19.  As the MoD made clear to us, recuperation could be derailed very easily by any additional commitment of Armed Forces personnel. We add that it could also be seriously affected by financial decisions designed to reduce the budget deficit. It is worrying that the timetable for recuperation has already slipped to accommodate the Strategic Defence Review. (Paragraph 85)

20.  We recognise that the MoD is conscious of the need to tackle problems with retention and recruitment in pinch point trades. However, we are very concerned at the extent and range of operational pinch point trades—in particular, those in the operational medical service where the Armed Forces are already very dependent on the use of Reserve Forces. The MoD should, as a matter of priority, identify solutions to the shortages of emergency medical personnel and ensure that such shortages do not hamper recuperation targets. (Paragraph 87)

21.  The MoD recognises the impact of breaking harmony guidelines on Armed Forces personnel and their families. However, we sense that the work so far on recuperation has focused on equipment and sustainability. We expect to see the recuperation of personnel put at the forefront of future planning for recuperation and likewise to see improvements in the achievement of harmony guidelines, especially for those sections of the Armed Forces most severely affected to date. The MoD should update us regularly with information about improvements made in returning to deploying Service personnel within harmony guidelines. (Paragraph 88)

22.  It is predictable, given the high tempo of operations, that non-theatre specific training would suffer. These gaps in training have resulted in falls in readiness levels and certain capability gaps, for example, in the training of fast jet pilots to fly off carriers. The MoD has acknowledged that there are difficulties with providing training on equipment procured under the UOR process. Notwithstanding both the Secretary of State's recent announcement on reducing training for the Army and the forthcoming Strategic Defence Review, the MoD should make training for those capabilities which have not been exercised in recent or current operations a priority for recuperation. We expect to see detailed plans for such training reflected in the further recuperation directives likely to be produced after the Strategic Defence Review. (Paragraph 92)

23.  The UOR process has produced some very capable equipment, most of which is not so theatre-specific that it would not be useful elsewhere. The MoD should make value for money decisions about which UORs to incorporate into core equipment and should not be overly influenced by short-term funding difficulties. Recuperation plans should address the problems of managing fleets within fleets. (Paragraph 94)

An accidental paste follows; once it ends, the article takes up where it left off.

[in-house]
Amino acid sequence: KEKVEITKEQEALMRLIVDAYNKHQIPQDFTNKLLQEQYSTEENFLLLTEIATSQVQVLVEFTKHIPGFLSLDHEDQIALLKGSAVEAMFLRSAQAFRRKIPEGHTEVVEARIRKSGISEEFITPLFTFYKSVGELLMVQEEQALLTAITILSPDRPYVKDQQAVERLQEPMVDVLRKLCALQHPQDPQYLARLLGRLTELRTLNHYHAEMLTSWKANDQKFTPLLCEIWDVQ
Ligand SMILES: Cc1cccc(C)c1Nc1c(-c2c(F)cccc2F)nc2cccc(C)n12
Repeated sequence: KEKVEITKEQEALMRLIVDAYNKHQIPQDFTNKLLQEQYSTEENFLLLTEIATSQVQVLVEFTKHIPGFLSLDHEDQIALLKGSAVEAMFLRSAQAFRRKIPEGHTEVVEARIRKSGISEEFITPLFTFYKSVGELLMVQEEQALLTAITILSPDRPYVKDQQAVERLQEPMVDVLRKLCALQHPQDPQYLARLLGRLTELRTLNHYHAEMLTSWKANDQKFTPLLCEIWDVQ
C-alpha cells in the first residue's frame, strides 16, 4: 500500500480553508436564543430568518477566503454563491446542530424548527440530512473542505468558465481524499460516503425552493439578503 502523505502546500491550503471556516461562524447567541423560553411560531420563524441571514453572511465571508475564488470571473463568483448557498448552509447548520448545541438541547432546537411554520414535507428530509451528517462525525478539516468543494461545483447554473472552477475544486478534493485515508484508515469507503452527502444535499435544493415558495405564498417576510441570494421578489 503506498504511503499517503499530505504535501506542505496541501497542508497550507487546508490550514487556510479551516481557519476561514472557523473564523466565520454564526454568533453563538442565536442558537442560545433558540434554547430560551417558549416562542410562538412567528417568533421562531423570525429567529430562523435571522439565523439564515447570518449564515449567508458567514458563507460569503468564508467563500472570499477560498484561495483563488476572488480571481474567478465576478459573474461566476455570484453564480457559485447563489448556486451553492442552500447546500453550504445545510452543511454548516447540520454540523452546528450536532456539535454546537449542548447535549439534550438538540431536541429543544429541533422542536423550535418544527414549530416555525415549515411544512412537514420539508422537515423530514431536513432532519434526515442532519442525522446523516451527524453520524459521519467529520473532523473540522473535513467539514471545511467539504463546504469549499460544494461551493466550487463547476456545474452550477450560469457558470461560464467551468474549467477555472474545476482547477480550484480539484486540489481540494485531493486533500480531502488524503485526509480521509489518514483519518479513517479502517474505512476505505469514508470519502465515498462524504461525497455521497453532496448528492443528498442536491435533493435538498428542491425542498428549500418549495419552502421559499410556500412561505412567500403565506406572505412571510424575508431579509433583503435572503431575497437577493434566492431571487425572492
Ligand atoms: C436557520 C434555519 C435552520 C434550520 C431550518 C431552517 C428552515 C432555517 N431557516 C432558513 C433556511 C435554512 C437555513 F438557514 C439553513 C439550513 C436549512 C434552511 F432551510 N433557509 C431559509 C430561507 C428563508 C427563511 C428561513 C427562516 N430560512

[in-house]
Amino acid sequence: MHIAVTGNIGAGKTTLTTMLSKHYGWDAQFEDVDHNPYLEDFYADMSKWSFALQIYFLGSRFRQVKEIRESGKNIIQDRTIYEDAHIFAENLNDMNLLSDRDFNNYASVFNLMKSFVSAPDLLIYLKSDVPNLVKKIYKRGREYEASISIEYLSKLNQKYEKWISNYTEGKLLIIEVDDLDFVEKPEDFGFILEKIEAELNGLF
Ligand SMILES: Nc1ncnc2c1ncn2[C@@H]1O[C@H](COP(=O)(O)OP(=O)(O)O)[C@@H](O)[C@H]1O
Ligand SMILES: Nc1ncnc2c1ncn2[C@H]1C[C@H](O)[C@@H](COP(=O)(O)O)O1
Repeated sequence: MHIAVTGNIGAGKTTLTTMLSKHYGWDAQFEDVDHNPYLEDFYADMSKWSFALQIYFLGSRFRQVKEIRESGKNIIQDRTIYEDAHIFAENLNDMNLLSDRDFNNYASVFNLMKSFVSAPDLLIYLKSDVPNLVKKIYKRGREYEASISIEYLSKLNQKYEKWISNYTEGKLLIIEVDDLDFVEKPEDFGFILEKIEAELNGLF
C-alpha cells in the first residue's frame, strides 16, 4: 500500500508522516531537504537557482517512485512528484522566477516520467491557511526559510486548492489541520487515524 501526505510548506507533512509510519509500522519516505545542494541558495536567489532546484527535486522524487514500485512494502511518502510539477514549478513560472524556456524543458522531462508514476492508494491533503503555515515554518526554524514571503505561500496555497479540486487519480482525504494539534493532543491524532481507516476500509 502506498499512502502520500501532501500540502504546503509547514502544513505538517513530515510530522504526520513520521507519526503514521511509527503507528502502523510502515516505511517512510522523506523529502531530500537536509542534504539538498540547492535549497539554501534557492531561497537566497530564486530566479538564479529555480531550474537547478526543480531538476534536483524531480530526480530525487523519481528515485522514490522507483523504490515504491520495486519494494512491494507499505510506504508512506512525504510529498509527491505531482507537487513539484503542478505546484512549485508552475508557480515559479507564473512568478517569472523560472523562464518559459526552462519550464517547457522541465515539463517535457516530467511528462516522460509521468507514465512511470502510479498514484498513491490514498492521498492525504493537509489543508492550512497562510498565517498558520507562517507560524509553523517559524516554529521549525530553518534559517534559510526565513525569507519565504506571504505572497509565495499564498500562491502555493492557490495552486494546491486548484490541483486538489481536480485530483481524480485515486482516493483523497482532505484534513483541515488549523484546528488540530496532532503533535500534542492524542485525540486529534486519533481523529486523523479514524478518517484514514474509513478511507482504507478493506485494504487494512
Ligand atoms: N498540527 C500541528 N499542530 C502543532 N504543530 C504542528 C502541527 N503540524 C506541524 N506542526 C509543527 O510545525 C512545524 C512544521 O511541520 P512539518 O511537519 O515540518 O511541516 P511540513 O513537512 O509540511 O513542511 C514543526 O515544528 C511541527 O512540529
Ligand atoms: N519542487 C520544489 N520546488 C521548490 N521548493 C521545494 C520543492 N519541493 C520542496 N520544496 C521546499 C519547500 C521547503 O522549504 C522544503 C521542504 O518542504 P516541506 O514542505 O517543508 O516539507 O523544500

24.  The practice of cannibalisation is inefficient and poor value for money. The MoD should make strenuous efforts to stop the practice. (Paragraph 95)

25.  We recommend that the MoD should determine a timetable for the recuperation of necessary missiles. (Paragraph 96)

26.  Despite assurances, we remain concerned that the additional work needed for the recuperation programme as well as the continuing UOR programme will put pressure on DE&S. The MoD should ensure that DE&S has sufficient and appropriate staff so that the work on recuperation will not adversely affect the equipment programme. (Paragraph 99)

27.  We welcome the Strategic Defence Review which is expected to follow in the next Parliament. However, it should not be solely a defence concern and it needs to be set in the context of a UK Strategy, reflecting long-term strategic interests, encompassing the National Security Strategy and UK foreign policy, involving other Government Departments as appropriate. The Review should take account of the current readiness levels of the Armed Forces and the need for their effective recuperation. It provides the opportunity for the utility and definitions of Defence Planning Assumptions and of readiness to be reviewed in the light of the current high level of sustained deployment. The Review should also codify the use of the Comprehensive Approach and propose an augmented capability to promote stabilisation and post-conflict reconstruction. We would expect our successor Committee to take an active interest in the progress of that Review. (Paragraph 100)


 
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Prepared 10 February 2010